The commemoration of All Souls is rooted in the Church's strong conviction that we, the living, have a serious responsibility in love to accompany with prayer those who have died but who must yet complete the purificatory preparation every human being needs to be able to dwell in the all-encompassing love of God. - Today's Magnificat
My daughter told me recently that she always prays for the dead and the souls in purgatory because Ken Colby taught her that.
Ken Colby was her religion teacher in grade school. Ken's teachings left a huge impact on my daughter and myself. I remember the "Children's Mass" always had great visuals. To this day, we parents talk about Ken burying the "Alleluia" for Lent.
According to the Catechism of the Catholic Church, "All who die in God's grace and friendship, but still imperfectly purified, are indeed assured of their eternal salvation; but after death they undergo purification, so as to achieve the holiness necessary to enter the joy of heaven." - (III. The Final Purification, or Purgatory, 1030)
Or as Mother Angelica has said (and I'm paraphrasing her words), "Don't you want to take a shower before you meet God?"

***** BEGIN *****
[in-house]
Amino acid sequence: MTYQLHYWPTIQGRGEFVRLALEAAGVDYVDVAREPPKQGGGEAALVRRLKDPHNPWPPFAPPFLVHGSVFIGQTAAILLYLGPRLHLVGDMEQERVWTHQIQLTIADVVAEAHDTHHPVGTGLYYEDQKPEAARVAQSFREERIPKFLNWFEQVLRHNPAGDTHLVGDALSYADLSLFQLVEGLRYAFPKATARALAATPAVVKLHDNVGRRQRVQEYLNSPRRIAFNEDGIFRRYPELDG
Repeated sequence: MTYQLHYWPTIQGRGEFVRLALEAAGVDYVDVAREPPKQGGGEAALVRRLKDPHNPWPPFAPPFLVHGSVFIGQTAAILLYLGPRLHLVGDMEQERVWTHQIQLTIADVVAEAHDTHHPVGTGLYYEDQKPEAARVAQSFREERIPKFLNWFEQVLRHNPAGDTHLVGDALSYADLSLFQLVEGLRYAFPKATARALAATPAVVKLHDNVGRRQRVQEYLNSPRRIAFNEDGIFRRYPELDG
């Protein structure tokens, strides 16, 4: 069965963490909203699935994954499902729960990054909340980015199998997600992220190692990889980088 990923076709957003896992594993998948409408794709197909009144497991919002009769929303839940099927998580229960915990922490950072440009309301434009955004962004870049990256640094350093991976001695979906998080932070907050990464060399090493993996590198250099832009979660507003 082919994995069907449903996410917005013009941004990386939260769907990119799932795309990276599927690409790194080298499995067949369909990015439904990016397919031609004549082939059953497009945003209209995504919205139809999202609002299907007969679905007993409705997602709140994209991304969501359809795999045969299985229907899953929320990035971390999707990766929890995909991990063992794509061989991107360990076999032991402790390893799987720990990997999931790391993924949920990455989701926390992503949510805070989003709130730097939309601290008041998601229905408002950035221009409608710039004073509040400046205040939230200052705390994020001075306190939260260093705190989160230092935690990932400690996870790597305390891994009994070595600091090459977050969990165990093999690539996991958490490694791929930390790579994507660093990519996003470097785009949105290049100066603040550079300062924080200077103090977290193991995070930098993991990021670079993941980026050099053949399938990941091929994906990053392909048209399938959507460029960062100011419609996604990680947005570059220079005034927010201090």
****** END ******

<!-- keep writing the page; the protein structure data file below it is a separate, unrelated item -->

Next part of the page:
So today I'm going to remember and pray for those who influenced me in my faith and who are no longer with me here on earth:
Ken Colby (an amazing teacher of the faith, yet still very human), Mary Luka (my first sister in the Catholic Church), my in-laws (steadfast Catholics to the end), my parents (even though my mother was a lapsed Catholic and my dad, a lapsed Lutheran), Al Bychowski (I still remember our long walks together while I was pregnant with my daughter), Jean Bovyn (her presence in the rectory was always welcoming), Peg Bilbrey (mother of 8, but she always had room for more), Nadine Cram (a lapsed Lutheran who suffered here on earth, but still supported me and my faith journey) and Marge Hickman (my neighbor and fellow Catholic who didn't suffer fools lightly).
More on purgatory from EWTN here.